Hatchery salmon a growing danger to wild stock, researchers say

October 4, 2010 

Newly hatched pink salmon at a Southeast Alaska hatchery.


Hatchery-spawned salmon from Alaska and Japan may someday dominate wild salmon in the North Pacific, interbreeding with them and degrading their ability to adapt to changing conditions, says a U.S.-Canada research team in a just-published article reported by Canada's Globe and Mail. The researchers found a record-high population of pink, chum and sockeye salmon in the North Pacific -- double 1950s estimates -- but worry that too many of the adults returning to spawn are from hatcheries.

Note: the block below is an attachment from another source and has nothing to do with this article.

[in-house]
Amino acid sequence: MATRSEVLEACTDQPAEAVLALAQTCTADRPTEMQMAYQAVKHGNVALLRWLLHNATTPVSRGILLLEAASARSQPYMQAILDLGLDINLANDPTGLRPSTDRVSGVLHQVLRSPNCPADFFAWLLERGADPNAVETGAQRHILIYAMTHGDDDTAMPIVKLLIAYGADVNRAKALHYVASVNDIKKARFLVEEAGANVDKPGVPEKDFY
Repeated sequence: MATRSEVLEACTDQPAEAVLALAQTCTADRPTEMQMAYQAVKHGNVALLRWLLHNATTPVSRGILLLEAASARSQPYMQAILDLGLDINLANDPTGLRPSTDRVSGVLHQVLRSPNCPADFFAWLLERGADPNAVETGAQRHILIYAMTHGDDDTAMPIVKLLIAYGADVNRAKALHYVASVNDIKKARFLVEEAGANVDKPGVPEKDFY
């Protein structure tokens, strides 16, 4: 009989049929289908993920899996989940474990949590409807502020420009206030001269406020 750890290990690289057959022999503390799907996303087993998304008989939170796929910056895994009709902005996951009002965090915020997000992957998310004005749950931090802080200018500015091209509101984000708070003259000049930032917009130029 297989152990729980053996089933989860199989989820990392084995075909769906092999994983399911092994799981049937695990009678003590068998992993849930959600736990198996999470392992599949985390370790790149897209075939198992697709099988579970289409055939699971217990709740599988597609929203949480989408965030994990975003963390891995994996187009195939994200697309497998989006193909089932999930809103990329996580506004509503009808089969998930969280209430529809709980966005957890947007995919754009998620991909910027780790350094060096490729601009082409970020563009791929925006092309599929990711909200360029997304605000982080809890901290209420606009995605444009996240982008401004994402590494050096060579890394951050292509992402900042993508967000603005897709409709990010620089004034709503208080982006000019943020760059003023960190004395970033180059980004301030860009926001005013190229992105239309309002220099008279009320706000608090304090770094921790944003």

From The Globe:

Adult hatchery salmon now account for at least 20 per cent of the total adult salmon production and continue to rise. For some salmon, the percentage is significantly higher. In Asia, 76 per cent of all adult chum salmon from 1990 to 2005 came from salmon hatcheries.

Unless international agreements are developed to manage production levels, hatchery fish may dominate the ocean, [research team member Randall] Peterman said.

Even though the salmon population appears huge, there are still mysteriously low salmon runs in western North America rivers where they previously were robust.

Read more from The Globe here, and see the researchers' published report here.

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